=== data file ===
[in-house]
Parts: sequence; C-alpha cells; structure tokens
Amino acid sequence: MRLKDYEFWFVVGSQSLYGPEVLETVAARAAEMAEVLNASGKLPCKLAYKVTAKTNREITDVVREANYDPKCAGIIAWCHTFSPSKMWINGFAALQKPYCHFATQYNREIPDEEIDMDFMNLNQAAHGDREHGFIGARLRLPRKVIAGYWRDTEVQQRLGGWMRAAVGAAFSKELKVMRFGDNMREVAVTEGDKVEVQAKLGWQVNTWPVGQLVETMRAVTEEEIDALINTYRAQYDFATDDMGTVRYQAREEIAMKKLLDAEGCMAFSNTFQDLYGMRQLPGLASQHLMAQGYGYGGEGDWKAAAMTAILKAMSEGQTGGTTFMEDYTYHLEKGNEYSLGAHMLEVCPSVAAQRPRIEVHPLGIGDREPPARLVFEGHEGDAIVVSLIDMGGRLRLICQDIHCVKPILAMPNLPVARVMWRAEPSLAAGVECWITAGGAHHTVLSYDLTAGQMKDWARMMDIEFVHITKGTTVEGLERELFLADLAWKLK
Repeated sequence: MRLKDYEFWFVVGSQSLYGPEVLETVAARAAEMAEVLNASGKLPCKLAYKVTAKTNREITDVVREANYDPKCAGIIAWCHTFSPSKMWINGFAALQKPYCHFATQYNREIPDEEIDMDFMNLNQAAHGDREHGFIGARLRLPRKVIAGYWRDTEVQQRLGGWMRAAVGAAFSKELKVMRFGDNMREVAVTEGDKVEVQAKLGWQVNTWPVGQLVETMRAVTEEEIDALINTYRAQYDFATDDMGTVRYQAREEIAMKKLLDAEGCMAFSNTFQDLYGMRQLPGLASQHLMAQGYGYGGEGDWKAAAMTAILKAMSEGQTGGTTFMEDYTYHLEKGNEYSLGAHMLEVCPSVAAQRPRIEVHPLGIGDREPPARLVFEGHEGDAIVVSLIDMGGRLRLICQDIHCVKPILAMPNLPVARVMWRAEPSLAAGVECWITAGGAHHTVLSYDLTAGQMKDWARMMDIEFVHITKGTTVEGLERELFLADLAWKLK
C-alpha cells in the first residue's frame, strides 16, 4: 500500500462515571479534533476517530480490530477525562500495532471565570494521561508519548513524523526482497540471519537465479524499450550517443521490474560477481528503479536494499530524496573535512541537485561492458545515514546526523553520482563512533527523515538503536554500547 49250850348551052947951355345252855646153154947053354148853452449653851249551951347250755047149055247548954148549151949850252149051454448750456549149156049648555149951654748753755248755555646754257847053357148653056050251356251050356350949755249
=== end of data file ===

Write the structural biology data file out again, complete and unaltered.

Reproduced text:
[in-house]
Parts: sequence; C-alpha cells; structure tokens
Amino acid sequence: MRLKDYEFWFVVGSQSLYGPEVLETVAARAAEMAEVLNASGKLPCKLAYKVTAKTNREITDVVREANYDPKCAGIIAWCHTFSPSKMWINGFAALQKPYCHFATQYNREIPDEEIDMDFMNLNQAAHGDREHGFIGARLRLPRKVIAGYWRDTEVQQRLGGWMRAAVGAAFSKELKVMRFGDNMREVAVTEGDKVEVQAKLGWQVNTWPVGQLVETMRAVTEEEIDALINTYRAQYDFATDDMGTVRYQAREEIAMKKLLDAEGCMAFSNTFQDLYGMRQLPGLASQHLMAQGYGYGGEGDWKAAAMTAILKAMSEGQTGGTTFMEDYTYHLEKGNEYSLGAHMLEVCPSVAAQRPRIEVHPLGIGDREPPARLVFEGHEGDAIVVSLIDMGGRLRLICQDIHCVKPILAMPNLPVARVMWRAEPSLAAGVECWITAGGAHHTVLSYDLTAGQMKDWARMMDIEFVHITKGTTVEGLERELFLADLAWKLK
Repeated sequence: MRLKDYEFWFVVGSQSLYGPEVLETVAARAAEMAEVLNASGKLPCKLAYKVTAKTNREITDVVREANYDPKCAGIIAWCHTFSPSKMWINGFAALQKPYCHFATQYNREIPDEEIDMDFMNLNQAAHGDREHGFIGARLRLPRKVIAGYWRDTEVQQRLGGWMRAAVGAAFSKELKVMRFGDNMREVAVTEGDKVEVQAKLGWQVNTWPVGQLVETMRAVTEEEIDALINTYRAQYDFATDDMGTVRYQAREEIAMKKLLDAEGCMAFSNTFQDLYGMRQLPGLASQHLMAQGYGYGGEGDWKAAAMTAILKAMSEGQTGGTTFMEDYTYHLEKGNEYSLGAHMLEVCPSVAAQRPRIEVHPLGIGDREPPARLVFEGHEGDAIVVSLIDMGGRLRLICQDIHCVKPILAMPNLPVARVMWRAEPSLAAGVECWITAGGAHHTVLSYDLTAGQMKDWARMMDIEFVHITKGTTVEGLERELFLADLAWKLK
C-alpha cells in the first residue's frame, strides 16, 4: 500500500462515571479534533476517530480490530477525562500495532471565570494521561508519548513524523526482497540471519537465479524499450550517443521490474560477481528503479536494499530524496573535512541537485561492458545515514546526523553520482563512533527523515538503536554500547 49250850348551052947951355345252855646153154947053354148853452449653851249551951347250755047149055247548954148549151949850252149051454448750456549149156049648555149951654748753755248755555646754257847053357148653056050251356251050356350949755249